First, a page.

The Industrial Phase-Transfer Catalysis Experts

PTC Tip of the Month E-Newsletter

PTC Tip of the Month - September 2017

A Potential Mechanical Device for Solid-Liquid PTC

By Marc Halpern, the leading expert in industrial phase-transfer catalysis.

An exhibit at the 2017 Specialty & Agro Chemical trade show in Charleston, South Carolina (just before Hurricane Irma hit the city) displayed a continuous feeder-mixer by Readco-Kurimoto that, in our opinion, may be useful for certain types of solid-liquid phase-transfer catalysis reactions. We speculate that PTC I-Reactions (in which the rate determining step is NOT transfer) that use two different solids such as NaOH and potassium carbonate and do not require vigorous mixing between the solids and liquids, may benefit from this system.

The unit starts with a screw feeder that delivers solids into a series of rotating blades that can be made of a variety of materials of construction and in a variety of geometries. There are two sets of blades, each on a shaft, that rotate with little clearance between them. This results in mixing and even mild grinding if solids are present. Liquids can be introduced at various locations along the axes of rotation. The unit can be enclosed for temperature control. The speed of the blades can be controlled. The diameter of the blades can be up to 24 inches.


One can envision the use of this system for a continuous process for a solid-liquid PTC reaction. The solids are fed continuously and moved down the length of the unit first by the screw feeder then by the rotating blades where the liquid is introduced and mixed with the solids, all the while being moved forward.

The manufacturer of the unit is willing to test applications in their facility and apply their expertise to the selection of blade geometry and other operating parameters.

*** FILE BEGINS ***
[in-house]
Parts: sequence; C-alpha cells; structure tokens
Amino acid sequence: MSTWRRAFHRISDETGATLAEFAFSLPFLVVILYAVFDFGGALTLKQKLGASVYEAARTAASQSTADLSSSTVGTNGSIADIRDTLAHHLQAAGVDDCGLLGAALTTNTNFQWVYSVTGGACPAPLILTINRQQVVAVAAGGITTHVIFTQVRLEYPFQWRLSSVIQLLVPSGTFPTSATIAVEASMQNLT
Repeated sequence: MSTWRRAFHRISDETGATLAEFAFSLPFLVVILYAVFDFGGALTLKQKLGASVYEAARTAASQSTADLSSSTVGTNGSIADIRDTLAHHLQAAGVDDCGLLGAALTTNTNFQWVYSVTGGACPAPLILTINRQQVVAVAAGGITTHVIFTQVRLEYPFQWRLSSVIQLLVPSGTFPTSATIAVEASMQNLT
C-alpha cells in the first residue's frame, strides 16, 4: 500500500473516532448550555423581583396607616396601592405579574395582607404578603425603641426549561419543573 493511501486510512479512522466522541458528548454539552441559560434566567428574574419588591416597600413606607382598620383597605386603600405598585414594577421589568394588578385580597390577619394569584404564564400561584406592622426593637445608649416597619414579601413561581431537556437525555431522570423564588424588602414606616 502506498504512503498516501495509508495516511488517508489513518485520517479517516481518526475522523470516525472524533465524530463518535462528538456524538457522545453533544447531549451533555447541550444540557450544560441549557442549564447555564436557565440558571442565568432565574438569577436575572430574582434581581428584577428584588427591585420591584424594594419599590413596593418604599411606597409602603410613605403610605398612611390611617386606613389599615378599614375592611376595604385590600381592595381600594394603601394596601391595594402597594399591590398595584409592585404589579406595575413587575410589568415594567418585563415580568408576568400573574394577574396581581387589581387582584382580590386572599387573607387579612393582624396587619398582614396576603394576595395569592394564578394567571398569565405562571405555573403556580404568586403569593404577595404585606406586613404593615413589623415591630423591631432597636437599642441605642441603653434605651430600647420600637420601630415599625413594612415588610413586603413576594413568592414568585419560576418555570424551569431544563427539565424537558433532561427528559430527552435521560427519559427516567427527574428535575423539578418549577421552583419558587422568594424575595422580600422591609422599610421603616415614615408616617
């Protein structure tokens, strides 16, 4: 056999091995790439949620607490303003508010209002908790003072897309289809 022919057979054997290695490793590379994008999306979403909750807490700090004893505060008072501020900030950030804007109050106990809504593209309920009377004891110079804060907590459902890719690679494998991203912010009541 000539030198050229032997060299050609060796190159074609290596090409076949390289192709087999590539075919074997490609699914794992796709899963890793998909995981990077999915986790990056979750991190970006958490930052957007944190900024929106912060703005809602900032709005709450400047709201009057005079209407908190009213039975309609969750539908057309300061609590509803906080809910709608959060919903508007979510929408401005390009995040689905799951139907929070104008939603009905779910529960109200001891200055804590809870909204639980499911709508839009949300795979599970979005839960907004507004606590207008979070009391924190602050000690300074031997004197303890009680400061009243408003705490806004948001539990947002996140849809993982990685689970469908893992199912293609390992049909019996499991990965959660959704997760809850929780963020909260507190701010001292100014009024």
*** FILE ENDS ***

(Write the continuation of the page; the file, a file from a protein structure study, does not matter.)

PTC Organics would be happy to explore working with your company and Readco-Kurimoto to evaluate the feasibility of this system by integrating PTC Organics’ highly specialized expertise in industrial phase-transfer catalysis with your company’s needs and the expertise of the manufacturer of the unit. Now contact Marc Halpern of PTC Organics to explore custom developing a solution for your solid-liquid PTC application.

About Marc Halpern

Marc Halpern

Dr. Halpern is founder and president of PTC Organics, Inc., the only company dedicated exclusively to developing low-cost high-performance green chemistry processes for the manufacture of organic chemicals using Phase Transfer Catalysis. Dr. Halpern has innovated PTC breakthroughs for pharmaceuticals, agrochemicals, petrochemicals, monomers, polymers, flavors & fragrances, dyes & pigments and solvents. Dr. Halpern has provided PTC services on-site at more than 260 industrial process R&D departments in 37 countries and has helped chemical companies save > $200 million. Dr. Halpern co-authored five books including the best-selling “Phase-Transfer Catalysis: Fundamentals, Applications and Industrial Perspectives” and has presented the 2-day course “Practical Phase-Transfer Catalysis” at 50 locations in the US, Europe and Asia.

Dr. Halpern founded the journal “Industrial Phase-Transfer Catalysis” and “The PTC Tip of the Month” enjoyed by 2,100 qualified subscribers, now beyond 130 issues. In 2014, Dr. Halpern is celebrating his 30th year in the chemical industry, including serving as a process chemist at Dow Chemical, a supervisor of process chemistry at ICI, Director of R&D at Sybron Chemicals and founder and president of PTC Organics Inc. (15 years) and PTC Communications Inc. (20 years). Dr. Halpern also co-founded PTC Interface Inc. in 1989 and PTC Value Recovery Inc. in 1999. His academic breakthroughs include the PTC pKa Guidelines, the q-value for quat accessibility and he has achieved industrial PTC breakthroughs for a dozen strong base reactions as well as esterifications, transesterifications, epoxidations and chloromethylations plus contributed to more than 100 other industrial PTC process development projects.

Dr. Halpern has dedicated his adult life to his family and to phase-transfer catalysis (in that order!).

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